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OpenSea serves for example of why crypto security must improve

In February 2022, OpenSea was the victim of a serious phishing attack that stole over $1.7 million value of non-fungible tokens (NFTs) from users. This was not the one incident: Blockchain users have reportedly lost $3.9 billion because of fraudulent activity in 2022 alone.

As we entered 2023, there was a chorus of guarantees to extend security within the crypto space. But to date the situation has not modified significantly. Blockchain corporations are still not doing enough to forestall fraud.

If blockchain technology is to be adopted on an enormous scale, corporations may have to alter their approach from the underside up. By specializing in education and implementing higher processes to discover malicious activity, these platforms can higher serve their customers because the space expands.

Blockchain platforms have to learn to discover malicious activity

In the case of the OpenSea hack, victims were asked to sign an incomplete contract, apparently on the request of the platform. Although the underlying OpenSea infrastructure was not hacked, fake accounts were able to take advantage of the Wyvern open protocol. Hackers could then use the owner’s signature to be transferred to a bogus contract that gave them ownership without having to pay for the NFT.

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OpenSea recently withdrew a few of its previous rules after it was reported that 80% of the NFTs minted without spending a dime on the platform are plagiarism or spam. OpenSea also relies on trusting developers using its API, which is just not a reliable technique to assess risk. These developers can use the API for malicious purposes to benefit from users signing contracts they do not read.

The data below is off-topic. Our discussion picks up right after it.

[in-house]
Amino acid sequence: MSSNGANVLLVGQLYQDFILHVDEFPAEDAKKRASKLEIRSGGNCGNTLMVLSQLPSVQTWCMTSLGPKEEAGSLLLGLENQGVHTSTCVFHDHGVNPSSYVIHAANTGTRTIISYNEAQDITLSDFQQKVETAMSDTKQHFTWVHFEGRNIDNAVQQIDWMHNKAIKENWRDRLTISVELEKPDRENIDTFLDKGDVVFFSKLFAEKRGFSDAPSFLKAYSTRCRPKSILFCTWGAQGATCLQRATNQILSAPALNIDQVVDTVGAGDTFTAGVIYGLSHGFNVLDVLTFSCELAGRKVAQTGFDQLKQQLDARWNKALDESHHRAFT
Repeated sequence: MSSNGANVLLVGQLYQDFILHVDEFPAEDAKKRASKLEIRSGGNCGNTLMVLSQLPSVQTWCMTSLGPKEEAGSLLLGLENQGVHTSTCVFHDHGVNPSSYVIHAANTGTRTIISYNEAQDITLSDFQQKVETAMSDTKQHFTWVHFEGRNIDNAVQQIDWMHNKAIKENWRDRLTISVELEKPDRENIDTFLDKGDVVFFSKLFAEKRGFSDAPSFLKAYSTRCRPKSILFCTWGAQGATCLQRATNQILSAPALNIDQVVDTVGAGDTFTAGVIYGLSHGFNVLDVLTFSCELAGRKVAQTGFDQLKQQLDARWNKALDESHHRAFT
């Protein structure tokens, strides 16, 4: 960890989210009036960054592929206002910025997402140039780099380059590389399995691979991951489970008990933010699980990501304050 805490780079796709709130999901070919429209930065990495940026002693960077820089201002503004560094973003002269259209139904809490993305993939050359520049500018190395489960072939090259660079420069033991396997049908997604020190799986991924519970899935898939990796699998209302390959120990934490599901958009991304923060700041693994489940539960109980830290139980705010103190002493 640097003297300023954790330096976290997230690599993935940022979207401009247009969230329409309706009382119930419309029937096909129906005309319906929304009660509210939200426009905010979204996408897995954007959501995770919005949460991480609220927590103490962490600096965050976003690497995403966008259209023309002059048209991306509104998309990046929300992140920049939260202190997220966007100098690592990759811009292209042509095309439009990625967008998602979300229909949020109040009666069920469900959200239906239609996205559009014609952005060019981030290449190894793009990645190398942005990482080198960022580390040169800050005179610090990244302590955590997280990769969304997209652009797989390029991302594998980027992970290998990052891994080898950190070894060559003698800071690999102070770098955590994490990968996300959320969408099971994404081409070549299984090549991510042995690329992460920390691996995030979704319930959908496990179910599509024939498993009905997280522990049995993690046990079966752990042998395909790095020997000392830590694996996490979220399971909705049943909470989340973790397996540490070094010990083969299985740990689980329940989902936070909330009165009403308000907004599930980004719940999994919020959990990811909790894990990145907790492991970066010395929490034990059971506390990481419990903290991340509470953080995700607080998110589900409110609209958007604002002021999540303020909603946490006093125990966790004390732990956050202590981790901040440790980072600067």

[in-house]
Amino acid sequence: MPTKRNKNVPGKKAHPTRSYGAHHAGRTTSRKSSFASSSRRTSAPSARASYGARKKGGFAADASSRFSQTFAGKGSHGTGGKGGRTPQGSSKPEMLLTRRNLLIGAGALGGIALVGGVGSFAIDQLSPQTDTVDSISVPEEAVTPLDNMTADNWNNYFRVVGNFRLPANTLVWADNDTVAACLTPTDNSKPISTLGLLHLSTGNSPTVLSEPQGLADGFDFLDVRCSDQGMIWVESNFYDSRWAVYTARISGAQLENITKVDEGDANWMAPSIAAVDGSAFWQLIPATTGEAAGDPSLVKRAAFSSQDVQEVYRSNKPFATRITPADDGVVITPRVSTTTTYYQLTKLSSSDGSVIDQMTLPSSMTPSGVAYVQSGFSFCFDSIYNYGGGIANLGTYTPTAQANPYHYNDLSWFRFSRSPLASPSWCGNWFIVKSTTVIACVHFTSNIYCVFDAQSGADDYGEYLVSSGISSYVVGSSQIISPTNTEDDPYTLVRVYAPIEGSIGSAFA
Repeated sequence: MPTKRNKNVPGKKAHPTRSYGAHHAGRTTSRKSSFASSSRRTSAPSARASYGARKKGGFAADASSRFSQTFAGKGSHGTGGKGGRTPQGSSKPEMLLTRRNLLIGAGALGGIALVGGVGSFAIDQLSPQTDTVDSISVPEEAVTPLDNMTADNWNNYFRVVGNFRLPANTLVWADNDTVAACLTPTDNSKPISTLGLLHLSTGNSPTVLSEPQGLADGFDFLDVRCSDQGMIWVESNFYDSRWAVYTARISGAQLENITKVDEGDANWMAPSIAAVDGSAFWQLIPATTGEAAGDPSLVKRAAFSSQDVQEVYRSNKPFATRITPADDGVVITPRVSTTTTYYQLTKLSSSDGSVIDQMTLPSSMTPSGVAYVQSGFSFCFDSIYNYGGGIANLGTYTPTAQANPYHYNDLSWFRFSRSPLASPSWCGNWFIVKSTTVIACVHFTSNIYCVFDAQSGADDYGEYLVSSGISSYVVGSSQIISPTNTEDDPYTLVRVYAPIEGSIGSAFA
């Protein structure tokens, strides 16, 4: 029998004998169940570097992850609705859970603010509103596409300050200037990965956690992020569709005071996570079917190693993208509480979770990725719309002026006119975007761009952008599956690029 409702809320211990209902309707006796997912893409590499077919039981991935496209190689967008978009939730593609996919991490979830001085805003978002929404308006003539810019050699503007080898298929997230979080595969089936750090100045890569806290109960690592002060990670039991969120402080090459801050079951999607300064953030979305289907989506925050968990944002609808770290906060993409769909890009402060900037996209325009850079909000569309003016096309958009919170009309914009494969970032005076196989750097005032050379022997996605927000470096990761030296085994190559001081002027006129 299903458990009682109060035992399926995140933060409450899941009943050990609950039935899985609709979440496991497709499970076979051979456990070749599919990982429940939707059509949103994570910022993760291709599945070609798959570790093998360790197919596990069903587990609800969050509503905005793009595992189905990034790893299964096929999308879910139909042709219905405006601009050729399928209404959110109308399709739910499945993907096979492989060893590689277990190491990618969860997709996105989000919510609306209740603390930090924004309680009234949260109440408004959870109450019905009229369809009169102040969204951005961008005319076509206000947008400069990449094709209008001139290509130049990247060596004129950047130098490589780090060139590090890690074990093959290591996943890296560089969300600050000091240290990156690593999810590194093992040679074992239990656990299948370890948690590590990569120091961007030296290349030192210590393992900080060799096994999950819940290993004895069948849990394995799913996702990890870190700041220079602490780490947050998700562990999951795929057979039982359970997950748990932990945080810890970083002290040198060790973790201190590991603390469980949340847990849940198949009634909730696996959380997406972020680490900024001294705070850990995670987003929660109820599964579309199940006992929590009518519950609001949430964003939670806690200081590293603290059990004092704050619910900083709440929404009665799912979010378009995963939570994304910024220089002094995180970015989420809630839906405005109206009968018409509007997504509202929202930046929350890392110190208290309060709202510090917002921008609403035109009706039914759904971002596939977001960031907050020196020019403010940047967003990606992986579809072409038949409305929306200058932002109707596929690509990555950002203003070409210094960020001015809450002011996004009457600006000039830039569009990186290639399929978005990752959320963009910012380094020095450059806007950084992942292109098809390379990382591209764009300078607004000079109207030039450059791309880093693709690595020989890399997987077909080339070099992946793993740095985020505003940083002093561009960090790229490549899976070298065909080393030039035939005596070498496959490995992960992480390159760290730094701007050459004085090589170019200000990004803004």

Smart contracts are an integral a part of the blockchain engine and could be found all over the place from NFT exchanges to actually decentralized applications. Understanding how these agreements work is important to keeping users secure. Instead of reinventing the wheel, corporations can implement standard protocols to make sure smart contracts are resilient and guarded against malicious activities. From there, corporations can benefit from the flexible nature of the blockchain and customize their deal, similar to organising multi-signature wallets and regular unit testing.

Watch out for spam drops

If you might be in search of the favored Mutant Hounds collection present in the highest OpenSea collections, there is no such thing as a indication which collection is legit. Lack of verification can result in the creation of faux collections, artificially inflating the worth to make it look legitimate and confusing to users. Fake collections are sometimes distributed via airdrops which can be alleged to be found using the search function of the NFT platform.

Related: What Paul Krugman is mistaken about cryptocurrencies

Spam collections may also send users unsolicited NFTs via airdrops. Users might be redirected to not the platform where they host the gathering, similar to OpenSea, but to a different site where the scam is going on.